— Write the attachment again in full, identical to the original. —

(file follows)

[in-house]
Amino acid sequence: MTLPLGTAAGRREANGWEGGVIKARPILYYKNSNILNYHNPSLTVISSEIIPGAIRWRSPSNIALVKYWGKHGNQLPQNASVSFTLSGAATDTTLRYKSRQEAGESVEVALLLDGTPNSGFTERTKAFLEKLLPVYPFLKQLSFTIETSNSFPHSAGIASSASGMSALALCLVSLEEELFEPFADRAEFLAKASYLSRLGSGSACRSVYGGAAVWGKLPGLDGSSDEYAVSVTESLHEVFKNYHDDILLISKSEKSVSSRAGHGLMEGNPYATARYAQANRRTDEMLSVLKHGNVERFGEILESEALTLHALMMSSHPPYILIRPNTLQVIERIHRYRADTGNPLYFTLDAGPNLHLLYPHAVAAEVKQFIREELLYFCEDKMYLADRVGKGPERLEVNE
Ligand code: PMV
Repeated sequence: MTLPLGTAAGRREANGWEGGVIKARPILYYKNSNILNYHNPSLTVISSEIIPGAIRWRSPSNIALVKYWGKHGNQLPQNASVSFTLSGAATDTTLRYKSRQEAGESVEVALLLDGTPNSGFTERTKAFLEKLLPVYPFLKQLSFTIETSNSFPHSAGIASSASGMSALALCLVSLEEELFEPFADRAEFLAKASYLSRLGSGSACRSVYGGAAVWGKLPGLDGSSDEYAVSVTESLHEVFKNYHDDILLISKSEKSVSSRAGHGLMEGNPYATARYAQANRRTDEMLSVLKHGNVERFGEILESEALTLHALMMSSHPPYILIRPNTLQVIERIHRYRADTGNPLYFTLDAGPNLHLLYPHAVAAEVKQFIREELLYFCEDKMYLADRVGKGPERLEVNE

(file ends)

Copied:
[in-house]
Amino acid sequence: MTLPLGTAAGRREANGWEGGVIKARPILYYKNSNILNYHNPSLTVISSEIIPGAIRWRSPSNIALVKYWGKHGNQLPQNASVSFTLSGAATDTTLRYKSRQEAGESVEVALLLDGTPNSGFTERTKAFLEKLLPVYPFLKQLSFTIETSNSFPHSAGIASSASGMSALALCLVSLEEELFEPFADRAEFLAKASYLSRLGSGSACRSVYGGAAVWGKLPGLDGSSDEYAVSVTESLHEVFKNYHDDILLISKSEKSVSSRAGHGLMEGNPYATARYAQANRRTDEMLSVLKHGNVERFGEILESEALTLHALMMSSHPPYILIRPNTLQVIERIHRYRADTGNPLYFTLDAGPNLHLLYPHAVAAEVKQFIREELLYFCEDKMYLADRVGKGPERLEVNE
Ligand code: PMV
Repeated sequence: MTLPLGTAAGRREANGWEGGVIKARPILYYKNSNILNYHNPSLTVISSEIIPGAIRWRSPSNIALVKYWGKHGNQLPQNASVSFTLSGAATDTTLRYKSRQEAGESVEVALLLDGTPNSGFTERTKAFLEKLLPVYPFLKQLSFTIETSNSFPHSAGIASSASGMSALALCLVSLEEELFEPFADRAEFLAKASYLSRLGSGSACRSVYGGAAVWGKLPGLDGSSDEYAVSVTESLHEVFKNYHDDILLISKSEKSVSSRAGHGLMEGNPYATARYAQANRRTDEMLSVLKHGNVERFGEILESEALTLHALMMSSHPPYILIRPNTLQVIERIHRYRADTGNPLYFTLDAGPNLHLLYPHAVAAEVKQFIREELLYFCEDKMYLADRVGKGPERLEVNE